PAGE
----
access the password, it calls the API or kernel module to get access to the
kernel encrypted password that is held in RAM.  If the machine is then shut down
or the RAM is read, the password is now encrypted.

This will be needed to be sent upstream to developers for any product that uses
Comment 1 Robin Laing 2008-03-28 21:05:18 EDT
I want to add to this from my home account.

I think that the application and the kernel would have to have a secure method
of keeping the password secure.  The password would have to be tied to the
application and the kernel module couldn't decrypt it for a different application.

Something like PGP but at a kernel level.  When an application starts, it could
generate a private/public key based on the some different random variables.  A
second token could be created when the application requires the use of the
password.  These then could be used to communicate between the kernel and
application.  Hopefully something could be done so no memory dump could point to
the specific tokens used for the password.

Some ideas for tokens that wouldn't need to be in ram but tied to the machine.  

Application serial number.  Could be in a config file or user file.
Processor information.
User name.
Number of users in the password file on the system at the time of start.  
Number of characters in the password file as the time of application/system
start or user login.
Data in some random inode.

The more I think about this, the harder it gets to figure a way around the problem.

The method would have to overwrite the ram after using the password or
calculating anything to do with the password.
Comment 2 Phil Knirsch 2008-03-31 05:59:53 EDT
Thats a more kernel/distribution related bug though, so i'm reassigning it to
the proper component so it gets the right attention.


Read ya, Phil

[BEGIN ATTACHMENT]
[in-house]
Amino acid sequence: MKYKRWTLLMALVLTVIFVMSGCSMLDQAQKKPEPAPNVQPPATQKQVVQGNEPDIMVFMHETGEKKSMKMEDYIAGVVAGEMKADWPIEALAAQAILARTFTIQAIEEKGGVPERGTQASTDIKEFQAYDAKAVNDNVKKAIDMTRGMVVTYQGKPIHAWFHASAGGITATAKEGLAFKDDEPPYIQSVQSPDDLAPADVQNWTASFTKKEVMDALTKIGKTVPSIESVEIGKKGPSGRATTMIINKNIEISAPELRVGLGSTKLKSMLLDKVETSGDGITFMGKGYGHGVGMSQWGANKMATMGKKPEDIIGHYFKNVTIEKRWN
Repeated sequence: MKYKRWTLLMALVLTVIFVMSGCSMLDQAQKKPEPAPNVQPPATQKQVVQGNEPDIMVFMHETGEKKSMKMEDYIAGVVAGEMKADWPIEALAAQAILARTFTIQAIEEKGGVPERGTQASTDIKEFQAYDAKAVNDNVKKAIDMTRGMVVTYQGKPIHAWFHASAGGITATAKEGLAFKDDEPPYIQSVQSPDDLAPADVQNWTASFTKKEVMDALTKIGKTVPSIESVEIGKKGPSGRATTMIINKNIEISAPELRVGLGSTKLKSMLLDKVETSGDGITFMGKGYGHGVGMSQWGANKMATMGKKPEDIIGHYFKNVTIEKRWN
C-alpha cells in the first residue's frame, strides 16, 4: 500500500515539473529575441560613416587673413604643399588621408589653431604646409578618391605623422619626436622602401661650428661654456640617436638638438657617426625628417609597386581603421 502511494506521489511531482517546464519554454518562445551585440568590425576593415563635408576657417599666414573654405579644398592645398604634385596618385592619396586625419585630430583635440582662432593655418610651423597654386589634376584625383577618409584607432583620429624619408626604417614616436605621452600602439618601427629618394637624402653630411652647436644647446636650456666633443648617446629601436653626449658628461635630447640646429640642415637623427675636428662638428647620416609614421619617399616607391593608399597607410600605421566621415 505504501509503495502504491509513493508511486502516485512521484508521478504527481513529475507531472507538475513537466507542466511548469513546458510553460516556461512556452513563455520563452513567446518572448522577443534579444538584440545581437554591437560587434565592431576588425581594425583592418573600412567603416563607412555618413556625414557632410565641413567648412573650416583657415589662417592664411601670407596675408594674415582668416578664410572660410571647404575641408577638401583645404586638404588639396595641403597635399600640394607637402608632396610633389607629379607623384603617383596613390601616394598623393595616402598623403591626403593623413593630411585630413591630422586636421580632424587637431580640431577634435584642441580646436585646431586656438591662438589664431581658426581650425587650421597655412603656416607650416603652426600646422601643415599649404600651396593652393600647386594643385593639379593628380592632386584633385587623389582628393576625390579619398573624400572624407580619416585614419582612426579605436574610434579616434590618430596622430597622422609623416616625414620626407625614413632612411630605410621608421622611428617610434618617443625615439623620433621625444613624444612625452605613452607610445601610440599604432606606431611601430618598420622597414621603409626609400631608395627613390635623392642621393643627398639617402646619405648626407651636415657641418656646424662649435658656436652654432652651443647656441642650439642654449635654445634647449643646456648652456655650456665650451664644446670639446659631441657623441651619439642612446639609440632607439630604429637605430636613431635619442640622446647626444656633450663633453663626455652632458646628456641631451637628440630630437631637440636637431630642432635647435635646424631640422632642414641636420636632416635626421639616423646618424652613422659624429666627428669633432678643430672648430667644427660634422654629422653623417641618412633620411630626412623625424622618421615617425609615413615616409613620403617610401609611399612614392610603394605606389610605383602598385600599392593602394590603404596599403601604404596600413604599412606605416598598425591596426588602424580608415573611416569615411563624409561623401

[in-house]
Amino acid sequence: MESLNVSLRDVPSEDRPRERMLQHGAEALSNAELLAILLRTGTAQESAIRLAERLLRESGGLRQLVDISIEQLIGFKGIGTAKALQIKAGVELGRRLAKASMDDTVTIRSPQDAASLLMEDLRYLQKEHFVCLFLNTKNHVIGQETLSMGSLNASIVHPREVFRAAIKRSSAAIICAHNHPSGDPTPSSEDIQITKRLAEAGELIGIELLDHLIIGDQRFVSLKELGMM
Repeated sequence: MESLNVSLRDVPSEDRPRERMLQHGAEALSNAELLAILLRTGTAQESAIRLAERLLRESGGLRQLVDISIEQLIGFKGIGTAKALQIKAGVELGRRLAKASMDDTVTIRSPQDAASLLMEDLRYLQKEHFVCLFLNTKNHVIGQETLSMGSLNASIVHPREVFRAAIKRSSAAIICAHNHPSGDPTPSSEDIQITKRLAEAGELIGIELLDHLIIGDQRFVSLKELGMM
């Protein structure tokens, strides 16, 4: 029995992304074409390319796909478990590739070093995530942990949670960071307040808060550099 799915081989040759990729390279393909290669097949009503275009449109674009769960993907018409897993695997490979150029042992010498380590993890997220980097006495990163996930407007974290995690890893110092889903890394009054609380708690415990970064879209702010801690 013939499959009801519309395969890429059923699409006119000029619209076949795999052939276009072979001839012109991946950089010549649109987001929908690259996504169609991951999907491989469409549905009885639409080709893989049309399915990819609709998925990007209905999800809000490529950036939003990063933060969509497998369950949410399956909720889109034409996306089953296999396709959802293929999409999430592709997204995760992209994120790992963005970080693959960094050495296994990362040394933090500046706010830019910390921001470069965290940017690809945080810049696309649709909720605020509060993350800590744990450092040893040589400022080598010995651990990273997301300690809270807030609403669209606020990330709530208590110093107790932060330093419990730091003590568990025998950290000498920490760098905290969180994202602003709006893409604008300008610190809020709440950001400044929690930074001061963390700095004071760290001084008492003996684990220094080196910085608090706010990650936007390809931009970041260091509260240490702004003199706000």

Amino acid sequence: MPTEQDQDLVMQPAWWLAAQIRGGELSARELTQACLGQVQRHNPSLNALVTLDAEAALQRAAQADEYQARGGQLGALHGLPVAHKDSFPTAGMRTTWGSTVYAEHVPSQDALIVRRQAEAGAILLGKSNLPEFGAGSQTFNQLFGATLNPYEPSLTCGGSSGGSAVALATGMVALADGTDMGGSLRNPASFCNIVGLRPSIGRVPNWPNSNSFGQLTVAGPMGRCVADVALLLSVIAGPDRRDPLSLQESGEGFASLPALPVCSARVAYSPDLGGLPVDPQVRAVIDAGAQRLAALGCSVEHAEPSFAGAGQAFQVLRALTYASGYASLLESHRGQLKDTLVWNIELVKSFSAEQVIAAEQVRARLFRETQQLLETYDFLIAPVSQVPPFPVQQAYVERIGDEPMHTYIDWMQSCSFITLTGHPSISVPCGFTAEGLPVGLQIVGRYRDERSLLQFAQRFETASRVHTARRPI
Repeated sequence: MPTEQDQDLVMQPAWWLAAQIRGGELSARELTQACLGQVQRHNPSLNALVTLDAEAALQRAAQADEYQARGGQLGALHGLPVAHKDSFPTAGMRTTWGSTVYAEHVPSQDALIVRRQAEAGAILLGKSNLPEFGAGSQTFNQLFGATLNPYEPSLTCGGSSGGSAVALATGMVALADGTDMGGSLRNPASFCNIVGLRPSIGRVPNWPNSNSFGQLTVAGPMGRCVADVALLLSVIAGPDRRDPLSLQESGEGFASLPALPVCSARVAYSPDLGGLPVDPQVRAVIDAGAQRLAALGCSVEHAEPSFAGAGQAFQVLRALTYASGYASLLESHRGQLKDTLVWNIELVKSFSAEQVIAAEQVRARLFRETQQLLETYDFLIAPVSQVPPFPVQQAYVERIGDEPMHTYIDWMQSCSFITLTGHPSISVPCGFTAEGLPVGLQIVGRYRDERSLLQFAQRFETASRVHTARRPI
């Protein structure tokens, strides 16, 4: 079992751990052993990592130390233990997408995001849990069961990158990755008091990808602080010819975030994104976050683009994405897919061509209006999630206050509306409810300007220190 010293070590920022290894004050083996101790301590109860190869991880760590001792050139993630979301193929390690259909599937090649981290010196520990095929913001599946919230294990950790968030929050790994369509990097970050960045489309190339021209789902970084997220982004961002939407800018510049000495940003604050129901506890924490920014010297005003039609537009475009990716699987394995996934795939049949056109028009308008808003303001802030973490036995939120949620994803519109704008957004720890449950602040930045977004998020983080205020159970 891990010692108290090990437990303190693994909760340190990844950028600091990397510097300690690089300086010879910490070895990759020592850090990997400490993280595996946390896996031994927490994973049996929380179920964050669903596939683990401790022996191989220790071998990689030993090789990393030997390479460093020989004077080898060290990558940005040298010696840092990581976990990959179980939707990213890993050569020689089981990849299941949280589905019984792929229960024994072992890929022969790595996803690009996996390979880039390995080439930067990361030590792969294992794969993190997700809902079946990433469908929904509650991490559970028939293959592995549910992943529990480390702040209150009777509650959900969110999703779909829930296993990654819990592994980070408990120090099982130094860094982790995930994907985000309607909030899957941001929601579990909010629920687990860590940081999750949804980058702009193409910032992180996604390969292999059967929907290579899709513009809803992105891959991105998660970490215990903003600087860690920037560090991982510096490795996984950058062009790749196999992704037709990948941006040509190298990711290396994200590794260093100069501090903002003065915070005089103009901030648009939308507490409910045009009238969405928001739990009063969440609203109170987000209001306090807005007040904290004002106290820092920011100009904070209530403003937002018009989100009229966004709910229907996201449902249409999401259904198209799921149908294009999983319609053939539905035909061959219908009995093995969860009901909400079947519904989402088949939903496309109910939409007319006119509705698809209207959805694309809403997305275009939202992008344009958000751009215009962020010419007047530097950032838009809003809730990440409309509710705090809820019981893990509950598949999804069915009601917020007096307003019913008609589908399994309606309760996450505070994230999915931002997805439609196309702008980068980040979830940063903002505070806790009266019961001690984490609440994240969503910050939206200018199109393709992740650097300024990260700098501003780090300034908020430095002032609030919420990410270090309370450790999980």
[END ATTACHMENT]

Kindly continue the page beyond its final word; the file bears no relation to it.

Comment 3 Jesse Keating 2008-03-31 08:12:20 EDT
I'd like to see some proof that this actually is successful at finding passwords
on a Fedora system before spending too much effort on this.  It sounds scary on
paper, but until I see something concrete involving a Fedora system and not just
some unnamed "Linux" I think it's a bit premature to act.  Also, given how many
different applications store passwords differently this likely will end up being
an application by application fix, not something that can be done globally
(except for maybe the things that use gnome-keyring).  I wouldn't be surprised
if Firefox/Thunderbird hit on Linux, given that they hit on Windows.

If you can find proof that this actually happens on a modern day Fedora system,
please re-open the bug and point out said proof.
Comment 4 Robin 2008-03-31 14:05:22 EDT
I understand your concern.

I found the link for the full paper.


I have copied and pasted the two important parts in regards to Linux.  TrueCrypt
and dm-crypt.

As I understand it, both of these programs work at a kernel level so they would
be cross system unless Fedora actually changed the kernel.  But the procedures
are provided in detail.

The paper does provide some ideas to make it harder to carry out the one attack
without any changes.  (RAM check on reboot and bios passwords for access and boot.)

From the paper, Microsoft does provide some information on how to make BitLocker

A test for Linux is provided here.  It requires physically crashing the system
to test.


I will see if I can find out more information.

I still feel that this is important.

----------------Copy and paste.

7.3    TrueCrypt
TrueCrypt is a popular open-source disk encryption product for Windows, Mac OS,
and Linux platforms.  It supports a variety of ciphers, including AES, Serpent,
and Twofish. In version 4, all ciphers used LRW mode; in the current version,
version 5, they use XTS mode (see Section 5.3). TrueCrypt stores a cipher key
and a tweak key in the volume header for each disk, which is then encrypted with